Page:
Technology and fear of the unknown

Enrique Dans
Dec 16, 2018 · 2 min read

As Waymo One’s autonomous taxis begin operating commercially on the roads of Phoenix, Arizona, albeit with a safety driver — not because it’s a legal requirement, but to assuage any fears passengers might still have about travelling in a driverless vehicle, the media has begun speculating about how our cities are about to change. At the same time, there has been an angry response from those unable to accept the idea of change that will prevent millions of road deaths, who unsurprisingly have responded in true Luddite fashion: several safety drivers have reported threats, flat tires or attempts to run them off the road.

Resistance to new technology is always rooted in a fear of the unknown and typically takes the form of generalizing or exaggerating a few specific problems. Some players, notably Uber, may have fanned the flames by rushing their test phases, but in practice, these are simply part of a process of standardizing technology, a stage all technologies must pass through. Waymo is trying to minimize police intervention and drivers are only filing complaints in cases where it is really necessary, instead playing down isolated incidents that will soon be remembered merely as examples of how some in our society take longer to adapt or feel threatened by change.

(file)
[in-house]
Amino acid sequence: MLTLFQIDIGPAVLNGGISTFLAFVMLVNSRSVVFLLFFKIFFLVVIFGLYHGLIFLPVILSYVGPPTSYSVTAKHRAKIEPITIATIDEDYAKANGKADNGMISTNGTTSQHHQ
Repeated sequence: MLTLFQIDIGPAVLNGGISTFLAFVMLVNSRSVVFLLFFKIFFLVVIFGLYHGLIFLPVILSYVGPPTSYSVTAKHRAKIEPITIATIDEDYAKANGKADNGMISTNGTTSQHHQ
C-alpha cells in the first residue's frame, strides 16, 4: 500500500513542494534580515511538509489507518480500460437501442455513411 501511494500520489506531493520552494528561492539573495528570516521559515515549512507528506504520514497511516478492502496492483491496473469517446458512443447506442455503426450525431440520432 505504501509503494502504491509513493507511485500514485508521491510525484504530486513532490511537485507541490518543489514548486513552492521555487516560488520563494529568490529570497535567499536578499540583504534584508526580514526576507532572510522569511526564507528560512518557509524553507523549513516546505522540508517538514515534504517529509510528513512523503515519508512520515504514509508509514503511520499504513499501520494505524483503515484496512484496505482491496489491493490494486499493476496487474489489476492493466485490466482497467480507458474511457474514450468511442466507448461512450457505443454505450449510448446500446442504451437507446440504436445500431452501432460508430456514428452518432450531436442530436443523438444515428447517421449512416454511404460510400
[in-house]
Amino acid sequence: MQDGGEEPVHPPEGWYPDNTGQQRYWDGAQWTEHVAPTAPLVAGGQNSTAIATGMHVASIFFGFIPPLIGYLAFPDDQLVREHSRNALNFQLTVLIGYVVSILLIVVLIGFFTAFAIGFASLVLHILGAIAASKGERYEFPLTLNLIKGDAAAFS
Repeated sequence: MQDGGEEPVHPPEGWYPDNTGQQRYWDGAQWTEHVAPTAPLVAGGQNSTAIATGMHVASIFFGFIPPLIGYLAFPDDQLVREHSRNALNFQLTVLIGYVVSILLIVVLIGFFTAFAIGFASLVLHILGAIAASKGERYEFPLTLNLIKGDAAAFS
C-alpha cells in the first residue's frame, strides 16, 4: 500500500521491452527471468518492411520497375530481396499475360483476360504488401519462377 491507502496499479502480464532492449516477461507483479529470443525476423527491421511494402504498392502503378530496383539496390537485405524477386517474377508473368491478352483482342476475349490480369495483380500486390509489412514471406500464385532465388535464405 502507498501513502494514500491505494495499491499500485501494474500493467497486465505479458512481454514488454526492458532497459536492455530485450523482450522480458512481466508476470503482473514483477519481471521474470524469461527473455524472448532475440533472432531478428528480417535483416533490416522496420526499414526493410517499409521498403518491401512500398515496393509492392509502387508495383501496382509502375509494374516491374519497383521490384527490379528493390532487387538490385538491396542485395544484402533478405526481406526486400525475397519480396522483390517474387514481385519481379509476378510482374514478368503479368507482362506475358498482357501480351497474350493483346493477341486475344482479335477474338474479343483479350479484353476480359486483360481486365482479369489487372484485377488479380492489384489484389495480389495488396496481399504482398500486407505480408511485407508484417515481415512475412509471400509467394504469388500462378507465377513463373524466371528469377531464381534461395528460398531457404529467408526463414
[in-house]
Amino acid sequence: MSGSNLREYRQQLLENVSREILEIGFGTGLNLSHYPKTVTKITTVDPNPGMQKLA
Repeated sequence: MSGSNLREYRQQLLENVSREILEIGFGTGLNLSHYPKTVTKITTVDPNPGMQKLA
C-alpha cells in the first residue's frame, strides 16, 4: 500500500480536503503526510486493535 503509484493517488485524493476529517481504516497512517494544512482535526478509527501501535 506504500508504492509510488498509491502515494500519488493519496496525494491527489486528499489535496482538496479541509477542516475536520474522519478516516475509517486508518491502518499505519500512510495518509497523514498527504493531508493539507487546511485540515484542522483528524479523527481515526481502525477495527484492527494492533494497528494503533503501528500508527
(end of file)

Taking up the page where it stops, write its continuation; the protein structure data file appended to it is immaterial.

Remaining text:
Let’s not forget: this is still 2018, and the Waymo fleet is already on the roads of Phoenix with paying customers. Vehicles driven by the most experienced drivers in the world, that have already notched up millions of kilometers, and that are not experiencing any of the problems the soothsayers predicted: We have not seen autonomous vehicles having to decide whether to save the life of a baby whose buggy has rolled out into the traffic or to protect the passenger it’s carrying, and there have only been a few very minor incidents. What’s more, people seem to like the idea of self-driving vehicles: the waiting lists to try one out are getting longer and longer.

The next phase will have a bigger impact. Soon, we will see autonomous taxis in other cities in Arizona, as well as California, without a safety driver: will people start leaving their cars at home as competition increases and more car sharing options become available? In the coming months, as the business potential is seen, self-driving vehicles will spread to more and more cities. We are witnessing the commercial arrival of a technology with enormous potential, which will soon change many of our preconceived ideas about transport and driving, and that will have a huge influence on many aspects of our lives. And 2018 isn’t over yet.


(En español, aquí)

Enrique Dans

On the effects of technology innovation on people, companies and society (writing in Spanish at enriquedans.com since 2003)

Enrique Dans

Written by

Professor of Innovation at IE Business School and blogger at enriquedans.com

Enrique Dans

On the effects of technology innovation on people, companies and society (writing in Spanish at enriquedans.com since 2003)

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